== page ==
As much as I remind my young daughters to show gratitude by saying “thank you” and other niceties, I often wonder if I’m expecting too much of them. Is it unreasonable to want my 2-year-old and 6-year-old to see beyond the immediacy of their own wants and needs and remember to extend graciousness to others? Perhaps, but I keep at it anyway.
My mom raised me to regard gratitude as one of the greatest virtues, and this is the upbringing I want to pass on to my daughters – before it’s too late.
To transform gratitude into something tangible and fun that I can do with the girls, I recently pulled out some simple craft materials: paper, scissors, a pen and a Mason jar. I explained to my daughters that we were going to create a “Thankful Jar.” The Thankful Jar helps young kids get into the habit of expressing appreciation every day. Actually, it’s a good practice that your entire family can start right now. For November, try asking your kids questions that help them understand, embrace and be thankful for all that they have.
Here’s how it works: Write down thought-provoking, age-appropriate questions on a piece of paper. Cut out each question separately and place them in a jar. Every day at dinner, pull a question. Go around the table asking each person the question of the day. Listen to everyone carefully and with compassion, and stress that there are no right or wrong answers. The goal is to teach gratitude and give family members of all ages a voice.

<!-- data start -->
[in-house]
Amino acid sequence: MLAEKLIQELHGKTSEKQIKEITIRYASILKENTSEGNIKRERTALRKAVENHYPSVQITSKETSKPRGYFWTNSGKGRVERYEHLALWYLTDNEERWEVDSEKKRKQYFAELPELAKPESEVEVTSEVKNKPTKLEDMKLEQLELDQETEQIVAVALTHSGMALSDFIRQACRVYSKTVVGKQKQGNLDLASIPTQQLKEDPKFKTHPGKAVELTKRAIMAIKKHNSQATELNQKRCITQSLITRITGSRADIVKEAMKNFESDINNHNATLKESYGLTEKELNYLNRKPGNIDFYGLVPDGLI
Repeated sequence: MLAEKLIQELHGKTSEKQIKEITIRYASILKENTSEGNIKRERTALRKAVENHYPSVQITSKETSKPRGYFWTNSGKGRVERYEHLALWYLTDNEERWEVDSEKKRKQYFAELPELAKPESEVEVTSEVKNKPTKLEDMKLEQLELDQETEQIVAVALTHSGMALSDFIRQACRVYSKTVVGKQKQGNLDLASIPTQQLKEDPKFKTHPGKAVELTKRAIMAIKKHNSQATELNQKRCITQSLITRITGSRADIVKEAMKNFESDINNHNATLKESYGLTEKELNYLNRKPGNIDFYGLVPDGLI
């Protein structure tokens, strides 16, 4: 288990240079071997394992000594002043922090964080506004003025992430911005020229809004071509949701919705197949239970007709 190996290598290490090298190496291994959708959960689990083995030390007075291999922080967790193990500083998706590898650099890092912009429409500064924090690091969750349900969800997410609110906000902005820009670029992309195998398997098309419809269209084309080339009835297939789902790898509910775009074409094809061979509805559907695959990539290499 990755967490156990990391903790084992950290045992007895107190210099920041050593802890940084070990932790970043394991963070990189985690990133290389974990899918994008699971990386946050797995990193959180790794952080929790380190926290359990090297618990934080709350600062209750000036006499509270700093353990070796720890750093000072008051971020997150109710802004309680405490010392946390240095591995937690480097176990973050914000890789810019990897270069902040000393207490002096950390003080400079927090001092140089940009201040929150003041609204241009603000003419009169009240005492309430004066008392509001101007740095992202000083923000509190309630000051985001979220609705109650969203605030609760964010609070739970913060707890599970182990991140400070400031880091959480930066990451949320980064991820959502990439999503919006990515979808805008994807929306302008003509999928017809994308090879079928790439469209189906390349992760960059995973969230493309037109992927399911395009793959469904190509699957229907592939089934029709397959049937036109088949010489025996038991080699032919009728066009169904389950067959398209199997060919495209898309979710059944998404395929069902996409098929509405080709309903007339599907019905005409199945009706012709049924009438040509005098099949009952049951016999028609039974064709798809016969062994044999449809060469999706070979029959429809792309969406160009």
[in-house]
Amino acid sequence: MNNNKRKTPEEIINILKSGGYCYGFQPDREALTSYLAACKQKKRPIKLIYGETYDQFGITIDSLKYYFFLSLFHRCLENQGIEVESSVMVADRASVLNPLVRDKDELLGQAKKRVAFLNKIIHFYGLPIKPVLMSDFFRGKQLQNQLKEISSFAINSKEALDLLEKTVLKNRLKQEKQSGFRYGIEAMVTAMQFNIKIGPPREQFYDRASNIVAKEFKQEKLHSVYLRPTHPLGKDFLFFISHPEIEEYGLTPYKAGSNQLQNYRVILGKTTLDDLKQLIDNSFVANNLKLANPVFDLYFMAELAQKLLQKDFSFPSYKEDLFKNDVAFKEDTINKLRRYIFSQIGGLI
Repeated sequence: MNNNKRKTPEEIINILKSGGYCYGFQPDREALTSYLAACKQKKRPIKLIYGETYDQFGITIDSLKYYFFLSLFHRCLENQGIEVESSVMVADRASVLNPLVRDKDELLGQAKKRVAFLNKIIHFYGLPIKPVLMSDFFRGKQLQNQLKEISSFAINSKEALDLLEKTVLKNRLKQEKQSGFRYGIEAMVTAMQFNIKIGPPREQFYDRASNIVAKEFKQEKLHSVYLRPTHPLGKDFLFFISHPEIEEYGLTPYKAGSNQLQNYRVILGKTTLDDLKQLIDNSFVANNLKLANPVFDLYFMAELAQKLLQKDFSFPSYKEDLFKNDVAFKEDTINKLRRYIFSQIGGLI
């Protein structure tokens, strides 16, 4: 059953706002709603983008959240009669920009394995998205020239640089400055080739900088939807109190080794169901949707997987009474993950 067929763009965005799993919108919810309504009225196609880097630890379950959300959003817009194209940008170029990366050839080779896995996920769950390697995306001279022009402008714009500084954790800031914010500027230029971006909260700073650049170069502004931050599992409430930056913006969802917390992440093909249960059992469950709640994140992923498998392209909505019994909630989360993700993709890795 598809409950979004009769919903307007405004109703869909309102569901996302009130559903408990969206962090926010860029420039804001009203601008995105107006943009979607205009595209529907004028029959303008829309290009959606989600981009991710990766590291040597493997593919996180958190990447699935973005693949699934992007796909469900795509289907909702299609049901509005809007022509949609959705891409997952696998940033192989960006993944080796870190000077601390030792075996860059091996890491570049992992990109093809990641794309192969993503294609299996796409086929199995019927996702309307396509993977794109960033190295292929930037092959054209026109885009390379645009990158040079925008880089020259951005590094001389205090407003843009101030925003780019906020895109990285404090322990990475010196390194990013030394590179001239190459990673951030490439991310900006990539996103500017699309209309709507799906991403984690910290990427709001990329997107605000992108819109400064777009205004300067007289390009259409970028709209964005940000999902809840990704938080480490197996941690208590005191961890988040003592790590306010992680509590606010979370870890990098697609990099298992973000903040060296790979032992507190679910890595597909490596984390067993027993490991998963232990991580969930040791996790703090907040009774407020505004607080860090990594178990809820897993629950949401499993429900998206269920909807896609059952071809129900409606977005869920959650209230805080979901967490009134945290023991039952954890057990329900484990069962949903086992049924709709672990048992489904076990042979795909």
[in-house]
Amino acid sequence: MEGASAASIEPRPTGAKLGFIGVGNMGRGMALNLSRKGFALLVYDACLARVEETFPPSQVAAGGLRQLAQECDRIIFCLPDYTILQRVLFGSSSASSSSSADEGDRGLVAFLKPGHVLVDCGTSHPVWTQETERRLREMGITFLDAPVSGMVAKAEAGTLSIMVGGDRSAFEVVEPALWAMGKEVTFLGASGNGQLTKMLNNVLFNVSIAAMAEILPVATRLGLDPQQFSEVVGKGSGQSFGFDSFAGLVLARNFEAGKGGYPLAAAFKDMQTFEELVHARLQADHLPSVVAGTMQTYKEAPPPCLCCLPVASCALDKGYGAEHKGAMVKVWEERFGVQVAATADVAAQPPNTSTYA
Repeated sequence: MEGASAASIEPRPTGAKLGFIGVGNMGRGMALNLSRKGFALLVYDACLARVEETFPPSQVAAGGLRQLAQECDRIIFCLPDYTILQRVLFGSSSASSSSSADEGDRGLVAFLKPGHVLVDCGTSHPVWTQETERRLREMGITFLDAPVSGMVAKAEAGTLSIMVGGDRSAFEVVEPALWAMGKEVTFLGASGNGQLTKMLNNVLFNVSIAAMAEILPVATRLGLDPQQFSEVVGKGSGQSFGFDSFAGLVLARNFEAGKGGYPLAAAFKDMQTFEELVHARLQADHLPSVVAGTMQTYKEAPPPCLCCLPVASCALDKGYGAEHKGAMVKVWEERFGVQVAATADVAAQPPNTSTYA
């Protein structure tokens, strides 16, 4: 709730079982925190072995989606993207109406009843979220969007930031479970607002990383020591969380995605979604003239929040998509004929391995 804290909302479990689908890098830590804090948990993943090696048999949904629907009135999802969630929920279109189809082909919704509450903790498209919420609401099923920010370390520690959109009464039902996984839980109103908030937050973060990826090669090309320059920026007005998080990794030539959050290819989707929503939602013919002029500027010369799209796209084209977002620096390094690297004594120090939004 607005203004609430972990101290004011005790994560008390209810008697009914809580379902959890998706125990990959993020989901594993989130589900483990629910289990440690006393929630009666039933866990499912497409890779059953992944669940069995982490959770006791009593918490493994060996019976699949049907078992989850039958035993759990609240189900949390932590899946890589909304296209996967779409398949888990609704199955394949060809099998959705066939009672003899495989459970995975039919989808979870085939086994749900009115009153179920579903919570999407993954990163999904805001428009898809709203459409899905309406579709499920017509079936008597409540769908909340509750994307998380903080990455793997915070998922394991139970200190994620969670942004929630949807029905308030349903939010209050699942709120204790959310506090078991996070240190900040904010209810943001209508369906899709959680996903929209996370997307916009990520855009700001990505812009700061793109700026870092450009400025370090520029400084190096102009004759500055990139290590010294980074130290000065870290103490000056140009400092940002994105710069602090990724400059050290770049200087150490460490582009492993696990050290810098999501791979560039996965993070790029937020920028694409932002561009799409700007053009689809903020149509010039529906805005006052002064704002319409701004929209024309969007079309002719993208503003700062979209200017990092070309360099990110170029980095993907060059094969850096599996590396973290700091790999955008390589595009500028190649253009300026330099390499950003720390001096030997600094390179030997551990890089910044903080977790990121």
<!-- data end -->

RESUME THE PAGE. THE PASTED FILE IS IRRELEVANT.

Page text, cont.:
Here is a list of questions and prompts that worked for my family, but you can create your own:
- What smell are you grateful for?
- What talent or skill are you thankful for?
- What technology are you thankful for?
- I am thankful I learned how to:
- What food are you most grateful for?
- What in nature are you grateful for?
- I am thankful for this one moment that’s made me a stronger person:
- What struggle are you grateful for?
- I am thankful that I get to see or look at this:
- I am thankful for this one specific thing that brings me joy:
- What childhood lesson are you grateful for?
- What memory are you grateful for?
- What about your body are you grateful for?
- What tradition are you grateful for?
- What holiday are you grateful for?
- What place are you grateful for?
- What has a teacher or family member donen to make you grateful?
- What small thing that happened to you today are you grateful for?
- What part of your health are you grateful for?
- What challenge are you grateful for?
This simple exercise can help families find joy by verbally sharing their gratitude on a daily basis. I found that it helped raise my daughters’ consciousness about their surroundings and the people in their lives.
As my mom always says, “It is not happy people who are thankful, it is thankful people who are truly happy.”
Daniella Guzman is the anchor on NBC4 Southern California’s “Today in LA” weekday morning newscast, 4:30-7 a.m., and a mother of two. Follow her on Facebook, Twitter and Instagram @daniellanbcla.